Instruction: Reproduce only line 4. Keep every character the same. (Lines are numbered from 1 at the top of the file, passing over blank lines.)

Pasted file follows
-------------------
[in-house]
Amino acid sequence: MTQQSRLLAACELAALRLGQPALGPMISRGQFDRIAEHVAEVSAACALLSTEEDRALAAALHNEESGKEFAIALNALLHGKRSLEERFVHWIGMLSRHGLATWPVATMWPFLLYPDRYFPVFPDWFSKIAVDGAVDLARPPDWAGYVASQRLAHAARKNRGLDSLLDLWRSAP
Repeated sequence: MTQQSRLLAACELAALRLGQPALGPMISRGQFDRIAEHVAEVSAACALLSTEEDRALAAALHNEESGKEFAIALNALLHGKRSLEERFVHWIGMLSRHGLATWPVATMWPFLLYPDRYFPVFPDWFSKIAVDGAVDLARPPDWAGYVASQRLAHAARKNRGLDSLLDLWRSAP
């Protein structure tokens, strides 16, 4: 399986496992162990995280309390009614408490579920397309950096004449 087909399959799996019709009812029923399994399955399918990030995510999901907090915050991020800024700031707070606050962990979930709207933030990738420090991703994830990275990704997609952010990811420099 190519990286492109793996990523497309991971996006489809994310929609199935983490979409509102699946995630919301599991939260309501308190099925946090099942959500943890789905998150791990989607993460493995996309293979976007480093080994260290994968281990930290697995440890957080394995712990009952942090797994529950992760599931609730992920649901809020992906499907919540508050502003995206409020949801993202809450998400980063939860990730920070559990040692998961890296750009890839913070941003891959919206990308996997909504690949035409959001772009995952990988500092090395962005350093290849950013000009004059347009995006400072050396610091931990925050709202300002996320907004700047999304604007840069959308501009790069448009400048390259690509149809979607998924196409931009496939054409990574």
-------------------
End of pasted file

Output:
């Protein structure tokens, strides 16, 4: 399986496992162990995280309390009614408490579920397309950096004449 087909399959799996019709009812029923399994399955399918990030995510999901907090915050991020800024700031707070606050962990979930709207933030990738420090991703994830990275990704997609952010990811420099 190519990286492109793996990523497309991971996006489809994310929609199935983490979409509102699946995630919301599991939260309501308190099925946090099942959500943890789905998150791990989607993460493995996309293979976007480093080994260290994968281990930290697995440890957080394995712990009952942090797994529950992760599931609730992920649901809020992906499907919540508050502003995206409020949801993202809450998400980063939860990730920070559990040692998961890296750009890839913070941003891959919206990308996997909504690949035409959001772009995952990988500092090395962005350093290849950013000009004059347009995006400072050396610091931990925050709202300002996320907004700047999304604007840069959308501009790069448009400048390259690509149809979607998924196409931009496939054409990574």